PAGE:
Ray Carter | January 18, 2021
State agency seeks COVID data on at-home learners
State data on COVID-19 infections among K-12 students will reportedly include cases that occurred among children who never attended school in-person and conducted their learning entirely online this year.
In a recent email sent to students’ families, Epic Charter Schools informed parents, “The State Department of Education has amended its previous policy for COVID-19 reporting to now include requiring schools to report COVID exposures and infections of students who learn virtually. This means that any EPIC student with close contact with an individual who has tested positive for COVID-19, or who has themselves tested positive, will be asked to report this to EPIC so we may report it to the state.”
The Oklahoma State Department of Health already maintains a public record of all Oklahoma youth ages five to 17 who have contracted COVID-19. As of data posted on Jan. 18, the share of COVID-positive cases among that age group represented 10.6 percent of all recorded cases in Oklahoma.
A spokesperson for Epic said the policy change was provided orally during a recent training conducted by the Oklahoma State Department of Education on COVID reporting.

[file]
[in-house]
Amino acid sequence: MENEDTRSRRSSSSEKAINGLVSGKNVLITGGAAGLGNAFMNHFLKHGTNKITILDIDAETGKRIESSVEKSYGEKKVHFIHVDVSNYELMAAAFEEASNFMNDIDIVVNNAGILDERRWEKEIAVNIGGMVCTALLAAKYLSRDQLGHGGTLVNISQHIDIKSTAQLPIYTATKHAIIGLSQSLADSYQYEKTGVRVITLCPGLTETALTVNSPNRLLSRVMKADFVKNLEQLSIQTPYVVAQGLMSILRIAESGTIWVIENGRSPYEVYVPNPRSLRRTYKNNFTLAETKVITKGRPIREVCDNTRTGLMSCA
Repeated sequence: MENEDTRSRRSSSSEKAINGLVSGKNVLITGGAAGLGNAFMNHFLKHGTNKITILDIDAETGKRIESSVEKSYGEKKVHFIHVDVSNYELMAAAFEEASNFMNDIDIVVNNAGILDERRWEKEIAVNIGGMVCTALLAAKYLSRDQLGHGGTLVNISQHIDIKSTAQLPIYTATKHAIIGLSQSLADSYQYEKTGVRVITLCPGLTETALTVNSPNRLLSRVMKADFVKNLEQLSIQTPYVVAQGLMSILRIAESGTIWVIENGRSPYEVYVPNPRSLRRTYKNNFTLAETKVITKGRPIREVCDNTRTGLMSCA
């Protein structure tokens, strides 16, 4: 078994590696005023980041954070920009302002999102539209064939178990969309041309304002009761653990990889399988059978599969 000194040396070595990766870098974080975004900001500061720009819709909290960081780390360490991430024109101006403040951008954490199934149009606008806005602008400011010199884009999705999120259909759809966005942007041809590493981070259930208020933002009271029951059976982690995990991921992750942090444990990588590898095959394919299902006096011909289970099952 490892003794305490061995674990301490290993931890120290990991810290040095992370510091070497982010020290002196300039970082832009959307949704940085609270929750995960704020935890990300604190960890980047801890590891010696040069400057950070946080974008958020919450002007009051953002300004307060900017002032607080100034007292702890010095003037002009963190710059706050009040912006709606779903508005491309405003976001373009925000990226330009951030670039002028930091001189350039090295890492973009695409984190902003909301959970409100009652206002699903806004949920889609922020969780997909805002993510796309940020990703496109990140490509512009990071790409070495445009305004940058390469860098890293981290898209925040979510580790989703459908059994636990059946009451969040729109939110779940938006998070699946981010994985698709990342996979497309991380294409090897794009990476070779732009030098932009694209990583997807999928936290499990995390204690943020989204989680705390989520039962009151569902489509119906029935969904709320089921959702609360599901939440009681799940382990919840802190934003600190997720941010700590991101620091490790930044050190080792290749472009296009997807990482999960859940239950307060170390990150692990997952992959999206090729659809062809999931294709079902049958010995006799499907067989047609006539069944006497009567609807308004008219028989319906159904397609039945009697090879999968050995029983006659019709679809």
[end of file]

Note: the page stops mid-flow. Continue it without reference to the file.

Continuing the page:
The Oklahoma State Department of Education did not respond to a request seeking comment on why the agency has imposed the reporting requirement for virtual students.
Director, Center for Independent Journalism
Ray Carter is the director of OCPA’s Center for Independent Journalism. He has two decades of experience in journalism and communications. He previously served as senior Capitol reporter for The Journal Record, media director for the Oklahoma House of Representatives, and chief editorial writer at The Oklahoman. As a reporter for The Journal Record, Carter received 12 Carl Rogan Awards in four years—including awards for investigative reporting, general news reporting, feature writing, spot news reporting, business reporting, and sports reporting. While at The Oklahoman, he was the recipient of several awards, including first place in the editorial writing category of the Associated Press/Oklahoma News Executives Carl Rogan Memorial News Excellence Competition for an editorial on the history of racism in the Oklahoma legislature.